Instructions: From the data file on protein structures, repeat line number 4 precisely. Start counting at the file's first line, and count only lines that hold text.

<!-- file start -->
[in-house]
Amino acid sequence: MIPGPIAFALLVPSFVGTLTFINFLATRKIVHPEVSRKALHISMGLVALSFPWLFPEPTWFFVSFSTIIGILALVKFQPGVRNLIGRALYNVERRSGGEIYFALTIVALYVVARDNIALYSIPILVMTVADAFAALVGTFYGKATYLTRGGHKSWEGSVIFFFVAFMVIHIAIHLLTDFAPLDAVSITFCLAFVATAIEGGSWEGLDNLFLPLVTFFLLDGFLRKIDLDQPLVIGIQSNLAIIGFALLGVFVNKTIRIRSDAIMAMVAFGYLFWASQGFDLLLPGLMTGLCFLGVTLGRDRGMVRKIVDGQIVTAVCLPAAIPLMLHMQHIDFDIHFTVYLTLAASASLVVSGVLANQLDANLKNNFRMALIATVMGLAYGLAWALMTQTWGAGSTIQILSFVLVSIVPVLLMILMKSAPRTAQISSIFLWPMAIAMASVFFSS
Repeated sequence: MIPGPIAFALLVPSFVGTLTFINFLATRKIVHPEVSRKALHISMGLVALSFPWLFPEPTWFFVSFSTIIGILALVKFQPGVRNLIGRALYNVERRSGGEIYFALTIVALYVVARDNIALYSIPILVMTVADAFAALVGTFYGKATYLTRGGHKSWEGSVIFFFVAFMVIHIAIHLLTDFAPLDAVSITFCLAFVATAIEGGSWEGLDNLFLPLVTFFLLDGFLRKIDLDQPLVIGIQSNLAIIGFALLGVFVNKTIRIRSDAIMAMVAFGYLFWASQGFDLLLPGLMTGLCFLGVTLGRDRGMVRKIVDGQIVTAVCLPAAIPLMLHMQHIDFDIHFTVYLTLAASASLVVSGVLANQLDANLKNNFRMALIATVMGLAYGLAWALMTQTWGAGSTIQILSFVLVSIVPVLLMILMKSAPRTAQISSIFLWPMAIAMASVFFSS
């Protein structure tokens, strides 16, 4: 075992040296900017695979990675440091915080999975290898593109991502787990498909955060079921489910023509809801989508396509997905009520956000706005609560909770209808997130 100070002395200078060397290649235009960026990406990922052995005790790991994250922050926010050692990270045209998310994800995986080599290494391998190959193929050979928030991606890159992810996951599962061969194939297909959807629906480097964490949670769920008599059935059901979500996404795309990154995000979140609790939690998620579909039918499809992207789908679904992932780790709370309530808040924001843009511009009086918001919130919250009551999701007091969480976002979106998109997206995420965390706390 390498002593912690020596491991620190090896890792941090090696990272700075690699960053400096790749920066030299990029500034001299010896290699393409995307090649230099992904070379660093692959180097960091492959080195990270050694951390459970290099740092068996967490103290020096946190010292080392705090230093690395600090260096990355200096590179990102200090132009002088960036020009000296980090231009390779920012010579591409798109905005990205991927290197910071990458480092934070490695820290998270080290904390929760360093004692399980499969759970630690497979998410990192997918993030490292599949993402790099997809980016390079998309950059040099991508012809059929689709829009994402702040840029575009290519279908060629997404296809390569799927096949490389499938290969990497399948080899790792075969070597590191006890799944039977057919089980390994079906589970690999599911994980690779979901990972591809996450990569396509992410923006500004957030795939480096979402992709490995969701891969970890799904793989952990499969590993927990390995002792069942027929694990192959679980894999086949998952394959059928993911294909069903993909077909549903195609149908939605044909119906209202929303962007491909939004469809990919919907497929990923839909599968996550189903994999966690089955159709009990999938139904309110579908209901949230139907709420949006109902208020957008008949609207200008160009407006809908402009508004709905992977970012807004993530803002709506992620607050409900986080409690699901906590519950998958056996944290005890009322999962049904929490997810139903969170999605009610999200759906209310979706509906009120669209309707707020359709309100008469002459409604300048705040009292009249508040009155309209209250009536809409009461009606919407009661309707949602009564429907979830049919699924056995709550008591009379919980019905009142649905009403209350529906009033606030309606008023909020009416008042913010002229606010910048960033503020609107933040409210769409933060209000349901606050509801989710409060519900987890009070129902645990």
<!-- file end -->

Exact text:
């Protein structure tokens, strides 16, 4: 075992040296900017695979990675440091915080999975290898593109991502787990498909955060079921489910023509809801989508396509997905009520956000706005609560909770209808997130 100070002395200078060397290649235009960026990406990922052995005790790991994250922050926010050692990270045209998310994800995986080599290494391998190959193929050979928030991606890159992810996951599962061969194939297909959807629906480097964490949670769920008599059935059901979500996404795309990154995000979140609790939690998620579909039918499809992207789908679904992932780790709370309530808040924001843009511009009086918001919130919250009551999701007091969480976002979106998109997206995420965390706390 390498002593912690020596491991620190090896890792941090090696990272700075690699960053400096790749920066030299990029500034001299010896290699393409995307090649230099992904070379660093692959180097960091492959080195990270050694951390459970290099740092068996967490103290020096946190010292080392705090230093690395600090260096990355200096590179990102200090132009002088960036020009000296980090231009390779920012010579591409798109905005990205991927290197910071990458480092934070490695820290998270080290904390929760360093004692399980499969759970630690497979998410990192997918993030490292599949993402790099997809980016390079998309950059040099991508012809059929689709829009994402702040840029575009290519279908060629997404296809390569799927096949490389499938290969990497399948080899790792075969070597590191006890799944039977057919089980390994079906589970690999599911994980690779979901990972591809996450990569396509992410923006500004957030795939480096979402992709490995969701891969970890799904793989952990499969590993927990390995002792069942027929694990192959679980894999086949998952394959059928993911294909069903993909077909549903195609149908939605044909119906209202929303962007491909939004469809990919919907497929990923839909599968996550189903994999966690089955159709009990999938139904309110579908209901949230139907709420949006109902208020957008008949609207200008160009407006809908402009508004709905992977970012807004993530803002709506992620607050409900986080409690699901906590519950998958056996944290005890009322999962049904929490997810139903969170999605009610999200759906209310979706509906009120669209309707707020359709309100008469002459409604300048705040009292009249508040009155309209209250009536809409009461009606919407009661309707949602009564429907979830049919699924056995709550008591009379919980019905009142649905009403209350529906009033606030309606008023909020009416008042913010002229606010910048960033503020609107933040409210769409933060209000349901606050509801989710409060519900987890009070129902645990």